Defensive coordinator Perry Fewell likes to deploy his players in multiple roles. Defensive ends can move inside on passing downs, linebackers can play the strong or weak side, he often played three safeties at the same time last year, and cornerback
“We’re trying to do a lot of different things right now,” Kiwanuka said before today’s training camp practice at the
The adaptable Kiwanuka certainly fits right in with this group. He was a defensive end when the Giants selected him on the first round of the 2006 NFL Draft. Kiwanuka moved to strongside linebacker the next year and was an end from 2008-10 (though he did start the season-opening victory over
So what exactly is Kiwanuka, an end playing behind the line or a linebacker?
“I’m a linebacker now,” said Kiwanuka, who has worked at both the strongside and weakside positions in camp. “I’ll always keep those pass rush skills, always keep those D-line skills because I’ve been doing that for years now and that’s not an issue. But in terms of (my) mentality and all the learning it’s a linebacker mentality.”
No matter where he plays, Kiwanuka expects to collect a lot of quarterback sacks.
“If you’re talking about just rushing from a linebacker spot, once you cross that line of scrimmage, you’re just a pass rusher,” he said. “All the things you have to think about happen before the ball is snapped. If your number’s called, if you get a full head of steam, that helps out a lot. You’re trying to get to the quarterback as fast as you can and all those drills, all the work that you’ve done as a defensive lineman, come back into play.’
Kiwanuka is making the position transition at an interesting juncture in his career. He was arguably the Giants’ best defensive player in the first three weeks of the 2010 season, when he had four sacks and four tackles for losses. But two days before a prime time home game vs.
Early on, the whispers were that Kiwanuka’s career could be in jeopardy. To complicate matters, he became a free agent following the season. Soon after Kiwanuka learned he could return to the field the lockout began. He was unsure if he would be an end or a linebacker when it ended.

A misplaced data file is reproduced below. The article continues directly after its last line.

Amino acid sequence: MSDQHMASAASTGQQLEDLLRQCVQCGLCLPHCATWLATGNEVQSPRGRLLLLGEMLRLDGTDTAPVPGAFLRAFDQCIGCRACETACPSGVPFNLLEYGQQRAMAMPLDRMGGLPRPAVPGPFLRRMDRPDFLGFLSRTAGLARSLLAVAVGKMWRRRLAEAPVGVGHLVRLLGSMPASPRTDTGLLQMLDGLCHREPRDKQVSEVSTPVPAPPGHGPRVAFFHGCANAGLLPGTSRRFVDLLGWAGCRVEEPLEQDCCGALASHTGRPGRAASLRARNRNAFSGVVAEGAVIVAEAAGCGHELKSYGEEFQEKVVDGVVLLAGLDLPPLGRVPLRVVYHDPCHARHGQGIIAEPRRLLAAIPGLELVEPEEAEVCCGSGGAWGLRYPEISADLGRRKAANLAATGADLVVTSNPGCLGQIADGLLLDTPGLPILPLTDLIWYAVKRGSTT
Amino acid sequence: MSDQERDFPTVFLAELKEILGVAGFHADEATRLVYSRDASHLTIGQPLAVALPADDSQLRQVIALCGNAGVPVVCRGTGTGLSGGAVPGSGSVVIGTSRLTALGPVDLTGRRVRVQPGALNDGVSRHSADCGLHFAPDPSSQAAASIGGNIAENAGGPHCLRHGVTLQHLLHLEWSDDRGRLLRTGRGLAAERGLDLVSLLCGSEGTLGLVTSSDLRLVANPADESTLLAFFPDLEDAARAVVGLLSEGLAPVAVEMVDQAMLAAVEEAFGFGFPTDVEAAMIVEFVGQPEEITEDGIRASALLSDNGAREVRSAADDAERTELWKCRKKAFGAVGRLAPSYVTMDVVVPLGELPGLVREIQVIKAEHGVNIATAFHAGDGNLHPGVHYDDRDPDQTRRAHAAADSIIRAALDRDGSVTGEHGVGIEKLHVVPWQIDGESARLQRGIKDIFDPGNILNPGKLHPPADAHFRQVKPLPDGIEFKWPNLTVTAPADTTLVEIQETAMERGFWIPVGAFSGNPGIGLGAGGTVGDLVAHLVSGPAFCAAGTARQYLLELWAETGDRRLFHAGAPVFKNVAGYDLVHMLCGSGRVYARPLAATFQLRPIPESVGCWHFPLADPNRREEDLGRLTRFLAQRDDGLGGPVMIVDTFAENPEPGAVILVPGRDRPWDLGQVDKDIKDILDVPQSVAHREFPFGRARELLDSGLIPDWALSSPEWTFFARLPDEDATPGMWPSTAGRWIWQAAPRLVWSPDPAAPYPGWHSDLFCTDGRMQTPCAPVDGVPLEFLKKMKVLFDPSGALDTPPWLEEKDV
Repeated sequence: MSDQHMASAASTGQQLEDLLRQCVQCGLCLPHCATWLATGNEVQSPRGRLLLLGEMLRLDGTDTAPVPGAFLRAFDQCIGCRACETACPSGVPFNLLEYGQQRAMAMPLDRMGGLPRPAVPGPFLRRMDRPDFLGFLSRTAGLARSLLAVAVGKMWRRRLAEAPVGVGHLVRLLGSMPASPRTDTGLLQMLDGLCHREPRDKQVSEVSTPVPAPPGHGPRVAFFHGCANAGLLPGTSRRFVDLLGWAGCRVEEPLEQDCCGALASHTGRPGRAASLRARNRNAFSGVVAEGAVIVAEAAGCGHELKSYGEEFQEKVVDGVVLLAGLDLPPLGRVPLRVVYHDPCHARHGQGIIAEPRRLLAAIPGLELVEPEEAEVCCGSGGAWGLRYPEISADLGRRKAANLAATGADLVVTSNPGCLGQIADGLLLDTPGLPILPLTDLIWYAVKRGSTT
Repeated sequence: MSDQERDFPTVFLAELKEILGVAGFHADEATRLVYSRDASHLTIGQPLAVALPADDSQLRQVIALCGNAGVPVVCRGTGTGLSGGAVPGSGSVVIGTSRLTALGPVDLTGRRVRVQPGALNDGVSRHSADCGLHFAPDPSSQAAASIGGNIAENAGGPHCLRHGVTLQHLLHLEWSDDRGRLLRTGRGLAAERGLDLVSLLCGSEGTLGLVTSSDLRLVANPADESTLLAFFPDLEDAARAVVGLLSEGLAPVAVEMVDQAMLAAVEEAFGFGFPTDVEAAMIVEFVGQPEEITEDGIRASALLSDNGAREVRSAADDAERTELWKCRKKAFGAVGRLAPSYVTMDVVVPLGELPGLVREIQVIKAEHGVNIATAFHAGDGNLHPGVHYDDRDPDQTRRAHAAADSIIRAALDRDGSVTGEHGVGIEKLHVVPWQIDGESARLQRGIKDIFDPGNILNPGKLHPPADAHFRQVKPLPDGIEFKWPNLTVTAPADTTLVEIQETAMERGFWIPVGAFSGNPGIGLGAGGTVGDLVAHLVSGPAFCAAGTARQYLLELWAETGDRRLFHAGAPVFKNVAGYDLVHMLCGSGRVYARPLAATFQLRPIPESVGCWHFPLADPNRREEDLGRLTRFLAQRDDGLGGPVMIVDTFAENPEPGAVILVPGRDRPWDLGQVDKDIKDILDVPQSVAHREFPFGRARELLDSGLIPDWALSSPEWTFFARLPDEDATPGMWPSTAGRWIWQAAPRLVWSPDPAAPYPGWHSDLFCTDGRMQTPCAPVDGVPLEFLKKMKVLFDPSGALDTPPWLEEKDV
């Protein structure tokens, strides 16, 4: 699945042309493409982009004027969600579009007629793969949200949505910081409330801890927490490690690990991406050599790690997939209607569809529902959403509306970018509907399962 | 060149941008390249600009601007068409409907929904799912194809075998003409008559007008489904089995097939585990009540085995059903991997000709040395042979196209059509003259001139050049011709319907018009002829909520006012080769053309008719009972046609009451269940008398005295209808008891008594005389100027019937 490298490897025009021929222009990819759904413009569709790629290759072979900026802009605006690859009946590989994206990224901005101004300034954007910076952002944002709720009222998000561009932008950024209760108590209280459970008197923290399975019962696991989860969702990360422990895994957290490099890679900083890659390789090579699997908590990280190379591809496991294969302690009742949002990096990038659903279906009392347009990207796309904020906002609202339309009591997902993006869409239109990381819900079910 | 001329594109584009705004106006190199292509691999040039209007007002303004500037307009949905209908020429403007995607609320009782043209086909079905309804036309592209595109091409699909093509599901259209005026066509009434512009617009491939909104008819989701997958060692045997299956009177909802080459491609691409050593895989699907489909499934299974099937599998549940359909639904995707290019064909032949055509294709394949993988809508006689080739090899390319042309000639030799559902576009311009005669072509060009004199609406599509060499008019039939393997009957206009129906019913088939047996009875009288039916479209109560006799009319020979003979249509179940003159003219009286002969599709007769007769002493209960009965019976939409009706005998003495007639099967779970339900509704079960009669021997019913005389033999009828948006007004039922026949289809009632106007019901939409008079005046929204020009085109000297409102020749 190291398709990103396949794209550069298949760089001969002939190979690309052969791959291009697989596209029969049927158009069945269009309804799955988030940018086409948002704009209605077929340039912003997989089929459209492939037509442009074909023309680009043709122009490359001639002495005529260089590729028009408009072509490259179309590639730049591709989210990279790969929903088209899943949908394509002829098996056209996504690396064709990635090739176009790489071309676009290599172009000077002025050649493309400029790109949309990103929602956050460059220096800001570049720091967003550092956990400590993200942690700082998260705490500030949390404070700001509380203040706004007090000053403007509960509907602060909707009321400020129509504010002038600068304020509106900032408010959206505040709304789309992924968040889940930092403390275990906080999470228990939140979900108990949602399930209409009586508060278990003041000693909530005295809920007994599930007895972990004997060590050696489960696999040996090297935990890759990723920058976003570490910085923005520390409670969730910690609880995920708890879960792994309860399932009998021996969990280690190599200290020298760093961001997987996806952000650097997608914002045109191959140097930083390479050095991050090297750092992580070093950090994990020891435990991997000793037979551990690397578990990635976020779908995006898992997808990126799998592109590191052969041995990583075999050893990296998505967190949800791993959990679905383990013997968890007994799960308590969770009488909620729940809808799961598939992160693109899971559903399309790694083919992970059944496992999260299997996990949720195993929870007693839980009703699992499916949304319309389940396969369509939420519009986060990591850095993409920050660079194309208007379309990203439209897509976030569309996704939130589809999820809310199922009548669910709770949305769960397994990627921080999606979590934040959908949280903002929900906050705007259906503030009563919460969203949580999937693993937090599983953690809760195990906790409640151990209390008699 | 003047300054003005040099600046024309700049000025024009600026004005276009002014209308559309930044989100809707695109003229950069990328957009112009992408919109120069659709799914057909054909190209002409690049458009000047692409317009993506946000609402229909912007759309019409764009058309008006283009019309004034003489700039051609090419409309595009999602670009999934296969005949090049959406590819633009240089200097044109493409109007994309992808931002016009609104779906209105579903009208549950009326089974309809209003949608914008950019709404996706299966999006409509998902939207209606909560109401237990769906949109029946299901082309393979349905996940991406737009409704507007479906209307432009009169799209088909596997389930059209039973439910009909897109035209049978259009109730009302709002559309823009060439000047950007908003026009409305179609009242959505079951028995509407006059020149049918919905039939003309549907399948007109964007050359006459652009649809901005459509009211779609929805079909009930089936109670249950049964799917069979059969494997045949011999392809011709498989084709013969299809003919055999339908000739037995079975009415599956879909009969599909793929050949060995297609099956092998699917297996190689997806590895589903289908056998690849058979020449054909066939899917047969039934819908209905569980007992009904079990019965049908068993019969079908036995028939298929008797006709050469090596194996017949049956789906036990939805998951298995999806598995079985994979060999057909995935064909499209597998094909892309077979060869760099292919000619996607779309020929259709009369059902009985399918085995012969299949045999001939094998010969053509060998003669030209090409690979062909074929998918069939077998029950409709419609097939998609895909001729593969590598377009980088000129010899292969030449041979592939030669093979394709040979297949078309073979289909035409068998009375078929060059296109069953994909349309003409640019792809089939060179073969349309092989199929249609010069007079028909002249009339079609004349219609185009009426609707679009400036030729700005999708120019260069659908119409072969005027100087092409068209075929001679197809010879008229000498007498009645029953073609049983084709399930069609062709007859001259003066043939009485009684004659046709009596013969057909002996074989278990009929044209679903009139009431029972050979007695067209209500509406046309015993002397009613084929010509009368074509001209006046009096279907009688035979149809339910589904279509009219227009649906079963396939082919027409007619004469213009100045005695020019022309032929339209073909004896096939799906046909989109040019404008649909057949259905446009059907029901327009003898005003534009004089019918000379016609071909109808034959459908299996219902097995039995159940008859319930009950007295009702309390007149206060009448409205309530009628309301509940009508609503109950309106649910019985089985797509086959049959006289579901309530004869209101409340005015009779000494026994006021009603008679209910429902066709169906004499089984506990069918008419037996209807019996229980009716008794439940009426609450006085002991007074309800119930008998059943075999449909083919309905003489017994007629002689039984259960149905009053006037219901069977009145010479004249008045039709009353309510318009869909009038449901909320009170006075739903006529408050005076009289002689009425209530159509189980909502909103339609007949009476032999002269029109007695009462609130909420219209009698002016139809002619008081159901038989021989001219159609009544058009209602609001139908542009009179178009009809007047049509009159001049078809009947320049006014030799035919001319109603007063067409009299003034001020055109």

“People were looking at me as a linebacker, so I tried to keep my weight so it split the difference between where I would play as a defensive end and where I would play as a linebacker,” Kiwanuka said, “and be able to go up or down depending on it (where I played). That’s what I did.”
Through it all, Kiwanuka persevered. When the NFL resumed normal business, Kiwanuka re-signed with the Giants, knowing full well that he was moving back to linebacker.
“We discussed it,” Kiwanuka said. “I knew the types of situations that they were planning to use me in. The beauty of having a guy like Perry on your side is that he’s going to use his personnel very well. I think I got off to a good start last year before the injury, and I was very happy and very comfortable with the way that I was being used.
“When you go into free agency I think it’s important just to, number one, evaluate the team, the coaching staff, (the) city life, those situations, and then money does come into it as a factor,” Kiwanuka said. “But you have to take the best opportunity that you have to go out there and perform. So you can go out, sign a contract and play for a team that you don’t really fit and cut your career short doing that. So I think finding the best all-around fit is really important.”
Kiwanuka’s fast start last season influenced his decision to return. He knew he could be a force in the defense at end or linebacker and was confident Fewell would be creative in using him.
“He knows how to use his personnel,” Kiwanuka said. “People refer to my versatility but that has a lot to do with the fact that Perry is going to put people in the position to make plays and he’s done a good job at that.
“Perry is all about wanting to get the quarterback, stopping the run the way it should be done, and he’s going to use whatever means he has to get it done.”